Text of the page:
• Have a valid juvenile court order from a state court finding that they are dependent, cannot be reunited with one or both parents due to abuse, neglect, abandonment or a similar reason, and it is not in their best interest to return to their country of origin OR were the subject of a juvenile court order but the order lapsed because they were either placed in permanent guardianship or adoption or they aged out of the system
  • OR, if they are currently in the custody of the U.S. Department of Health and Human Services, they have written consent to the court's jurisdiction and the court order changes their custody status or placement
  • Did not seek the juvenile court order primarily for an immigration benefit

USCIS considers closing its international field offices

The U.S. Citizenship and Immigration Services recently announced that it is in "preliminary discussions" to close its international field offices and delegate their work to the State Department or U.S.-based USCIS personnel.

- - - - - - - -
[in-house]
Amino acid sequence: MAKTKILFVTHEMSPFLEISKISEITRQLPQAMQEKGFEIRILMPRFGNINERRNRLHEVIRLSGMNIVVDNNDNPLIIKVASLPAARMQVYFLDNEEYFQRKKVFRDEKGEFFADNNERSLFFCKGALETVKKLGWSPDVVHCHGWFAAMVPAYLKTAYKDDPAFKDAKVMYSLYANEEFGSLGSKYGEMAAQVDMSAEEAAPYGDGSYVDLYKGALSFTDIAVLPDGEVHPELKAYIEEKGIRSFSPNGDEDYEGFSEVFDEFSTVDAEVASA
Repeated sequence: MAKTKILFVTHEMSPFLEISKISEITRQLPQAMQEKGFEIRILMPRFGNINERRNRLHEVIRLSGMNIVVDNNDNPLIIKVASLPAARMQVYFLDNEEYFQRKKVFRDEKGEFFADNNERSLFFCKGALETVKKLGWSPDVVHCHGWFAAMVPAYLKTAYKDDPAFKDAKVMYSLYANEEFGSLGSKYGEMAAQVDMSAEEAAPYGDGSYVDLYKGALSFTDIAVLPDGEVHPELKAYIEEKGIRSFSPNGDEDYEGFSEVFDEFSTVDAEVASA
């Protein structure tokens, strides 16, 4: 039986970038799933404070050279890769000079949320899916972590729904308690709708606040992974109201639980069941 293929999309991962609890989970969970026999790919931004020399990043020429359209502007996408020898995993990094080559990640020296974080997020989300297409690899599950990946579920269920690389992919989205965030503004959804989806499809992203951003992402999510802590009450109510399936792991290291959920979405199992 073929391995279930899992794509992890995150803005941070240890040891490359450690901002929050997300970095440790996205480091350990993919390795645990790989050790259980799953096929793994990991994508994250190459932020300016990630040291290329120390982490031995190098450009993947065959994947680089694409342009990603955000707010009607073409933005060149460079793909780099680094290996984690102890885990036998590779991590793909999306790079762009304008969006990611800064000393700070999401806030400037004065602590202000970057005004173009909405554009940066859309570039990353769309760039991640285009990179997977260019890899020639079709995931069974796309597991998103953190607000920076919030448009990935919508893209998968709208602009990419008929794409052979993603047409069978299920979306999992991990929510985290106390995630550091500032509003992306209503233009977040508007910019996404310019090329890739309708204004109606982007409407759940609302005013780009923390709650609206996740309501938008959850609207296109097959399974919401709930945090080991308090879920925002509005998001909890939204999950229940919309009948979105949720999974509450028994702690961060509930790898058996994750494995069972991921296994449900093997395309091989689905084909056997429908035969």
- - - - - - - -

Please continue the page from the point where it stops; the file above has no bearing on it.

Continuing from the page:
The agency has 23 field offices in 20 countries around the globe. They help with:

  • Family reunification visas
  • Foreign adoptions
  • Refugee applications
  • Humanitarian parole requests from people outside the U.S.
  • Naturalization requests from foreign spouses of U.S. military service members
  • A variety of other matters

Are you ready to apply for your H-1B visa?

The U.S. only issues a total of 85,000 H-1B visas each year. U.S. Citizenship and Immigration Services will begin accepting applications for H-1B visas on April 1. The limit on those visas will be reached soon afterward. Will your application be ready in time to be considered?

Who is eligible for an H-1B visa?